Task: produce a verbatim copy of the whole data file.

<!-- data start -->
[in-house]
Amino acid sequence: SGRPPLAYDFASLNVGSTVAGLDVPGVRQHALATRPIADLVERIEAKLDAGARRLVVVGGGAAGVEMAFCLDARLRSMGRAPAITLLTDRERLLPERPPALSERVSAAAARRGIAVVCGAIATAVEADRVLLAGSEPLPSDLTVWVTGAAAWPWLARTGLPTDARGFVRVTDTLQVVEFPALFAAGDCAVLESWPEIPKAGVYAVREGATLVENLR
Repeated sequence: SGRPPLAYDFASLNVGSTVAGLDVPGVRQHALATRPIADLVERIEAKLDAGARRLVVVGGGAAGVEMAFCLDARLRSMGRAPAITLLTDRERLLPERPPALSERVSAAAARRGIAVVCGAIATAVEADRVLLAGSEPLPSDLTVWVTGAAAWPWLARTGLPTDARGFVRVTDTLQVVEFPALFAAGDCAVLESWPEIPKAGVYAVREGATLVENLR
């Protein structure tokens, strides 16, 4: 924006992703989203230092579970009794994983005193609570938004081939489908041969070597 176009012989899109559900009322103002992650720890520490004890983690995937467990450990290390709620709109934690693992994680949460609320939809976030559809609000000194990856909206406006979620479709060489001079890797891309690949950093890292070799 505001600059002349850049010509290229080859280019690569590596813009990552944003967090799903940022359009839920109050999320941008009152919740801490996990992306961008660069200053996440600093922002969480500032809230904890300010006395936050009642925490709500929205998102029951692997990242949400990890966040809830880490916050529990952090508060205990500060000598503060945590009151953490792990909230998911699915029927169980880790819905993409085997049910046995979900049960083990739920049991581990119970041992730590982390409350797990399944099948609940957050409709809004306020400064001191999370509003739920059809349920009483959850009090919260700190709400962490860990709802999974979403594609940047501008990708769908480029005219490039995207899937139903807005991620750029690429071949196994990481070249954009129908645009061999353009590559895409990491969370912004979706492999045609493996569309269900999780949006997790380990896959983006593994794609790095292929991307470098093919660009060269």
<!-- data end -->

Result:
[in-house]
Amino acid sequence: SGRPPLAYDFASLNVGSTVAGLDVPGVRQHALATRPIADLVERIEAKLDAGARRLVVVGGGAAGVEMAFCLDARLRSMGRAPAITLLTDRERLLPERPPALSERVSAAAARRGIAVVCGAIATAVEADRVLLAGSEPLPSDLTVWVTGAAAWPWLARTGLPTDARGFVRVTDTLQVVEFPALFAAGDCAVLESWPEIPKAGVYAVREGATLVENLR
Repeated sequence: SGRPPLAYDFASLNVGSTVAGLDVPGVRQHALATRPIADLVERIEAKLDAGARRLVVVGGGAAGVEMAFCLDARLRSMGRAPAITLLTDRERLLPERPPALSERVSAAAARRGIAVVCGAIATAVEADRVLLAGSEPLPSDLTVWVTGAAAWPWLARTGLPTDARGFVRVTDTLQVVEFPALFAAGDCAVLESWPEIPKAGVYAVREGATLVENLR
């Protein structure tokens, strides 16, 4: 924006992703989203230092579970009794994983005193609570938004081939489908041969070597 176009012989899109559900009322103002992650720890520490004890983690995937467990450990290390709620709109934690693992994680949460609320939809976030559809609000000194990856909206406006979620479709060489001079890797891309690949950093890292070799 505001600059002349850049010509290229080859280019690569590596813009990552944003967090799903940022359009839920109050999320941008009152919740801490996990992306961008660069200053996440600093922002969480500032809230904890300010006395936050009642925490709500929205998102029951692997990242949400990890966040809830880490916050529990952090508060205990500060000598503060945590009151953490792990909230998911699915029927169980880790819905993409085997049910046995979900049960083990739920049991581990119970041992730590982390409350797990399944099948609940957050409709809004306020400064001191999370509003739920059809349920009483959850009090919260700190709400962490860990709802999974979403594609940047501008990708769908480029005219490039995207899937139903807005991620750029690429071949196994990481070249954009129908645009061999353009590559895409990491969370912004979706492999045609493996569309269900999780949006997790380990896959983006593994794609790095292929991307470098093919660009060269």